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Commentary & Analysis

Stretching Boundaries: A Look at the GOA and Xplor Alliance

By Noel Ward,

By WhatTheyThink Staff
Published: July 12, 2004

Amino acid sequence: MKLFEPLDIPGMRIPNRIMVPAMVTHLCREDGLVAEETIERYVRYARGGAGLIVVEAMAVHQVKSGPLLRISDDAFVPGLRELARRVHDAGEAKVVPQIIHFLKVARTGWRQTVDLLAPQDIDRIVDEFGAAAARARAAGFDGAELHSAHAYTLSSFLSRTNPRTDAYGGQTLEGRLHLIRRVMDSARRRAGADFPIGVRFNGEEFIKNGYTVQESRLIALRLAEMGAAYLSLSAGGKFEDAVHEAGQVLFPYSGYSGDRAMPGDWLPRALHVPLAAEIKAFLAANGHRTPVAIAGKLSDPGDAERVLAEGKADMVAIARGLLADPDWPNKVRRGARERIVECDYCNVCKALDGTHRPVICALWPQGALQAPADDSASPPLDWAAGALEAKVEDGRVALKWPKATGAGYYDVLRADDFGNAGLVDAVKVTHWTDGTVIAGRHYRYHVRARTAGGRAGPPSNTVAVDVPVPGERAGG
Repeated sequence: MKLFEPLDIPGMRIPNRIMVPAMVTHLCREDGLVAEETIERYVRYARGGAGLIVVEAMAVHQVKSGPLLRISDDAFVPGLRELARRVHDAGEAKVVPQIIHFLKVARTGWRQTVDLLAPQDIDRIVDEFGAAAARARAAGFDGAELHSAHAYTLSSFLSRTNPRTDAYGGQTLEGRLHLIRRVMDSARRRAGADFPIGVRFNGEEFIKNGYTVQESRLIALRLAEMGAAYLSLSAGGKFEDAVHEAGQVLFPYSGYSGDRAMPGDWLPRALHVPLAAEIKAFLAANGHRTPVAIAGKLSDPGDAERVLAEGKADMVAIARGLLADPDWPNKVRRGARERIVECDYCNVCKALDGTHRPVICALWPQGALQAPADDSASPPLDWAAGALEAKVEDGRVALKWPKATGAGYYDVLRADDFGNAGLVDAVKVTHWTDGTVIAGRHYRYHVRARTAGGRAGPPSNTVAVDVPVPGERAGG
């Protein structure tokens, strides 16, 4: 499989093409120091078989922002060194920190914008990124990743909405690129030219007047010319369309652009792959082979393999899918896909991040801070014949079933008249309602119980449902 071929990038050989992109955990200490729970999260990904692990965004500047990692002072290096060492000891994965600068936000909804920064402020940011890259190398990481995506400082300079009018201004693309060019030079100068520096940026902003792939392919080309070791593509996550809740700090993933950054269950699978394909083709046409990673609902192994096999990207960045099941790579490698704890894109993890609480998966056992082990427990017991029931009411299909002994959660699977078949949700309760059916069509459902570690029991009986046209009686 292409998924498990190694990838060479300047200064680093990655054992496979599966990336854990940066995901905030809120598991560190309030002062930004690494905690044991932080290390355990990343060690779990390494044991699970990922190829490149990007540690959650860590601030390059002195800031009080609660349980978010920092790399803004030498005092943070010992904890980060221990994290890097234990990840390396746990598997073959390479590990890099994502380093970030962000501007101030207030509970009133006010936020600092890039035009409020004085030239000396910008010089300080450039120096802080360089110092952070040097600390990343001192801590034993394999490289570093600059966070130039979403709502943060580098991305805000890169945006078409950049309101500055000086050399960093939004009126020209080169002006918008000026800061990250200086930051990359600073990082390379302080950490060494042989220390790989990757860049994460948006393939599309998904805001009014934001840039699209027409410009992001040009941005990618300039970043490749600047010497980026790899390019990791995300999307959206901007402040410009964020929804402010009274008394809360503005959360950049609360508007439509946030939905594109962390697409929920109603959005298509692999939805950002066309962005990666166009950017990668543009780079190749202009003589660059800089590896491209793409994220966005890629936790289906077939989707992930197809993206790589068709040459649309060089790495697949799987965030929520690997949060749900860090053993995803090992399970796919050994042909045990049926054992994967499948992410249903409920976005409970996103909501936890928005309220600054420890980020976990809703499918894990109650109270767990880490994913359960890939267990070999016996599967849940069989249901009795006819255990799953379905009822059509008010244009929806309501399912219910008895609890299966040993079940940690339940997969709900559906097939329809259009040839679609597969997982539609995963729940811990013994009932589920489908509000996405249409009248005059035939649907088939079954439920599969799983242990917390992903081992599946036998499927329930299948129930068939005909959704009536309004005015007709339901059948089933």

By Noel Ward, Executive Editor July 12, 2004 -- Last week, Graphics of the Americas, the annual winter conference and exhibition produced by the Printing Association of Florida, announced that Xplor International will be providing a two-day variable data conference in conjunction with PAF's conference in February 2005. Having attended both shows for a number of years I was particularly interested in this partnership, and the match-up seems like an interesting one for both organizations. GOA has been expanding significantly in the past couple of years as the Latin American market embraces digital printing technologies. At the same time, Xplor is rapidly reinventing itself as the leader in technology education and is seeing substantial growth in the Latin American market. I contacted Chris Price, General Manager of GOA, and Skip Henk, president and CEO of Xplor International asked them to share their thoughts on this new alliance. ODJ: In many industries, the conference and tradeshow business has been tough over the last couple of years. For example, it recently was announced that the once "mother of all tradeshows" Comdex was canceled for 2004. How does the partnership between GOA and Xplor address the challenges facing this industry in terms of conference and tradeshow participation? CP: There are exceptions to every rule, and Graphics of the Americas has proven to be one of them. A combination of unique variables has allowed us to not only maintain the vitality of our event--but even grow certain facets of it. Miami in early February is, needless to say, a powerful advantage. Plus, we are truly an international show, with an average of 40% of our attendees coming from Latin America. We also serve the range of professionals in graphic arts and print communications, with almost a quarter of our 20,000+ attendees coming from the design and creative communities. What you end up with is a show that has, for 30 years, kept its focus on identifying and delivering the hottest opportunities and revenue-builders for the industry. We bring our attendees meaningful content in the context of every conceivable publishing workflow. No printer, client, or designer is an island; and they all need to understand the relevance of their work within their respective, and sometimes numerous, workflows. GOA has its producer, Printing Association of Florida, to thank for this continued focus on real-world applications and economies. There is no doubt that our success can be attributed to the intelligence and counsel of what is one of the strongest printing associations in North America. We have an extremely involved, dynamic Board led by Mike Streibig, and populated by some of the strongest graphic arts organizations in the western hemisphere. By staying close to our Board and Trade Show Council we can quickly modify plans to fit the needs of a changing industry. It would be wrong to say, however, that GOA and PAF, like the entire graphic arts industry, did not have issues to contend with over these past few years. No exhibitor or attendee was spared some kind of economic challenge. GOA, like other tradeshows, has subjected itself to the greatest scrutiny, on all fronts, to make sure it is still providing the most valuable and relevant content and exhibits to its audiences. Joining forces with Xplor helps ensure we are providing the kind of show and conference that is relevant for both vendors and attendees. SH: We all have to start looking at our events through our customers eyes. It's all about value and return on investment. Corporations from both an end user and vendor perspective have significantly altered their view and investment in tradeshows and conferences over the last 4-5 years. Companies have smaller marketing and travel budgets, so events are vying for fewer dollars. The venues that present the most value will succeed. This partnership adds significant value to all by expanding the scope and content of the show while capitalizing on the strengths of both GOA and Xplor. ODJ: GOA and Xplor are two very different types of events that serve somewhat different parts of the industry. What was some of the thinking that led to the decision to collaborate in this fashion? CP: The evidence that printers are exploring and even implementing expanded and ancillary services is clear. Last year's conference attendees were very interested in Frank Romano's future-oriented TrendVision tracks, and so we worked closely with them to offer the best combination of exhibits and education this coming year, accordingly. There will, of course, still be a place for traditional printers, and GOA will continue to serve them; just as Xplor serves the most advanced document and corporate communications disciplines. The portions of our audiences that overlap, however, will grow; and the differences between our events, though they may never go away, will shrink. SH: Developments in technology have created an "overlapping" opportunity for the two industries. When I was at Kodak Versamark I had always felt the combination of digital color and variable data represented a huge opportunity for the industry and our members in terms of new applications, more cost effective communication and increases in revenue. After meeting with Mike Streibig, President and CEO and Chris Price, Vice President and GM, it was apparent they too hold the same vision for their organizations and members. ODJ: While once viewed as disparate parallel parts of the industry, digital and non-digital technologies seem to be moving more towards a path of convergence. How does the relationship with Xplor track to this convergence? CP: The same principal that is driving much of the return to economic viability of the graphic arts industry is at the heart of tradeshow survival in this decade. Successful convergence not only exploits economies of scale; it does so by utilizing (organizational) Darwinism. The strongest will survive. The partnership with Xplor is an important manifestation of GOA's own convergence strategy. There is no organization better suited to bring the opportunity of variable data to our hungry and qualified audience. Bringing in the best just makes us better. SH: The terms convergence has been used for some time as developments in digital printing bring the two worlds closer together. Although alike in some aspects they are still very different. The relationship with GOA will bring to the forefront the "convergence of knowledge and technology". For companies to be successful they need to embrace and understand these differences. ODJ: What value does will this partnership bring to February's conference, to both attendees and exhibitors? What can we expect at the upcoming Miami show? CP: The beautiful thing is that this partnership is primarily about bringing value to attendees and exhibitors. The attendees will now have access to world-class education and direction on digital printing and variable data printing. This will be available through the conference program as well as on the exhibit floor. Exhibitors will further benefit from a larger audience looking for direction on expanding into these areas. Exhibiting companies such as HP, Xerox, Duplo, Adobe, Creo, Oce', Kerning Data and many more will, as a result, enjoy a higher level of interest in their digital printing presses and products. SH: Part of the curriculum will be "best practices" and answer many questions such as: When does digital print and variable data make sense? What do companies need to look out for in implementing a variable data strategy? What value can it bring to their companies? What questions should they be asking themselves and their vendors ? From a vendor perspective, it will expose users to new products and methodologies. Clarify what applications should be digital and which should not. Better educate their customers and prospects as they look to growing their businesses. ODJ: Variable data printing has grown faster in Europe and Asia than in North America. In Latin America digital printing--except for books and wide format--has been slow to take off for a variety of reasons. How does a variable data conference fit into the needs of the Latin American market? CP: Digital printing is gaining traction in North America today, and Latin America is following suit. Latin America watches North America experiment with new opportunities, and soon after becomes extremely active in learning and buying. The Latin American market traditionally relies on GOA for information on future opportunities; and therefore we are bringing not only the Xplor variable data program, but also expanded sign/banner and wide format, as well as mailing, exhibits. SH: From Xplor's perspective, Brazil is our fastest growing area. The "local" Xplor conference last year attracted approximately 2000 attendees. We have seen a surge of interest in transactional and variable print applications. The Latin American market has a great appetite for knowledge. The partnership between Graphics of the Americas and Xplor will go a long way in satisfying that need. CP: In closing, I want to say we are delighted to be working with Skip and his team. They are first rate professionals who will bring innovation, excitement and a true partnership to the table. We are looking forward to bringing the power of our combined strengths together for the good of the industry. SH: Noel, Xplor is extremely excited about the partnership with PAF/GOA and the possibilities it holds for the future. This relationship represents a major step in bringing our two worlds together and a unique opportunity for PAF/GOA and Xplor as well as the attendees, members and vendors as the convergence of technology moves forward.